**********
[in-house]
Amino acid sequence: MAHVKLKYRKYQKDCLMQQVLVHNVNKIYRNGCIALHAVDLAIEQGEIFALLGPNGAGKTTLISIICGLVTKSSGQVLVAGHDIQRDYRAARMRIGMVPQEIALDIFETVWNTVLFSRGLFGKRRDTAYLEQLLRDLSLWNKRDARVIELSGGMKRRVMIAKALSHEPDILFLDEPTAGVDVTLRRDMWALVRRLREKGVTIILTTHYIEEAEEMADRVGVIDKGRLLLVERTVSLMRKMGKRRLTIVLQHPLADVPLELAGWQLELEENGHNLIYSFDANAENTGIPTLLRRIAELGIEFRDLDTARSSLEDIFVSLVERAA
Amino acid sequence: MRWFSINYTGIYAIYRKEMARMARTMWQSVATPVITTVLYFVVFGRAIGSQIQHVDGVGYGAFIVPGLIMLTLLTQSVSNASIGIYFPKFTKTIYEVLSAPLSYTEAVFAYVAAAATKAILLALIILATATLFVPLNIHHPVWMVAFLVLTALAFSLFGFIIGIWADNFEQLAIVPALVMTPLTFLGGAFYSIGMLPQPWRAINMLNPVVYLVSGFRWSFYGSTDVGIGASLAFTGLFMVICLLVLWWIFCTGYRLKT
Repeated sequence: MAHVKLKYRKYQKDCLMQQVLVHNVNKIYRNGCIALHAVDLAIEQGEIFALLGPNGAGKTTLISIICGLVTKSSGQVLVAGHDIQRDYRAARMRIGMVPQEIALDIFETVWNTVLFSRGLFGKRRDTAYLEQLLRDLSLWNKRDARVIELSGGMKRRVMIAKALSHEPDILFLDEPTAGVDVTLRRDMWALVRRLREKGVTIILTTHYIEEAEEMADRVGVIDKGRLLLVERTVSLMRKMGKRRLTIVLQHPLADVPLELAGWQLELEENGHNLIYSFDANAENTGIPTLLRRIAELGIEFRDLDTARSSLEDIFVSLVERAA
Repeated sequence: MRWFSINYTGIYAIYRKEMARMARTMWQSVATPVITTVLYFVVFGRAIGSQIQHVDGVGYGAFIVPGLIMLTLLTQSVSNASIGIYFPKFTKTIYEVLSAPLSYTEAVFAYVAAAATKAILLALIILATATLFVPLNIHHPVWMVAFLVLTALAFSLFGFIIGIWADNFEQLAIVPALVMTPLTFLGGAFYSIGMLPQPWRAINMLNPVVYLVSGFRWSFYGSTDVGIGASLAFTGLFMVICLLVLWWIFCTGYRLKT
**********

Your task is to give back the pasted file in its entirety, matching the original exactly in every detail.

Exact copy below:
[in-house]
Amino acid sequence: MAHVKLKYRKYQKDCLMQQVLVHNVNKIYRNGCIALHAVDLAIEQGEIFALLGPNGAGKTTLISIICGLVTKSSGQVLVAGHDIQRDYRAARMRIGMVPQEIALDIFETVWNTVLFSRGLFGKRRDTAYLEQLLRDLSLWNKRDARVIELSGGMKRRVMIAKALSHEPDILFLDEPTAGVDVTLRRDMWALVRRLREKGVTIILTTHYIEEAEEMADRVGVIDKGRLLLVERTVSLMRKMGKRRLTIVLQHPLADVPLELAGWQLELEENGHNLIYSFDANAENTGIPTLLRRIAELGIEFRDLDTARSSLEDIFVSLVERAA
Amino acid sequence: MRWFSINYTGIYAIYRKEMARMARTMWQSVATPVITTVLYFVVFGRAIGSQIQHVDGVGYGAFIVPGLIMLTLLTQSVSNASIGIYFPKFTKTIYEVLSAPLSYTEAVFAYVAAAATKAILLALIILATATLFVPLNIHHPVWMVAFLVLTALAFSLFGFIIGIWADNFEQLAIVPALVMTPLTFLGGAFYSIGMLPQPWRAINMLNPVVYLVSGFRWSFYGSTDVGIGASLAFTGLFMVICLLVLWWIFCTGYRLKT
Repeated sequence: MAHVKLKYRKYQKDCLMQQVLVHNVNKIYRNGCIALHAVDLAIEQGEIFALLGPNGAGKTTLISIICGLVTKSSGQVLVAGHDIQRDYRAARMRIGMVPQEIALDIFETVWNTVLFSRGLFGKRRDTAYLEQLLRDLSLWNKRDARVIELSGGMKRRVMIAKALSHEPDILFLDEPTAGVDVTLRRDMWALVRRLREKGVTIILTTHYIEEAEEMADRVGVIDKGRLLLVERTVSLMRKMGKRRLTIVLQHPLADVPLELAGWQLELEENGHNLIYSFDANAENTGIPTLLRRIAELGIEFRDLDTARSSLEDIFVSLVERAA
Repeated sequence: MRWFSINYTGIYAIYRKEMARMARTMWQSVATPVITTVLYFVVFGRAIGSQIQHVDGVGYGAFIVPGLIMLTLLTQSVSNASIGIYFPKFTKTIYEVLSAPLSYTEAVFAYVAAAATKAILLALIILATATLFVPLNIHHPVWMVAFLVLTALAFSLFGFIIGIWADNFEQLAIVPALVMTPLTFLGGAFYSIGMLPQPWRAINMLNPVVYLVSGFRWSFYGSTDVGIGASLAFTGLFMVICLLVLWWIFCTGYRLKT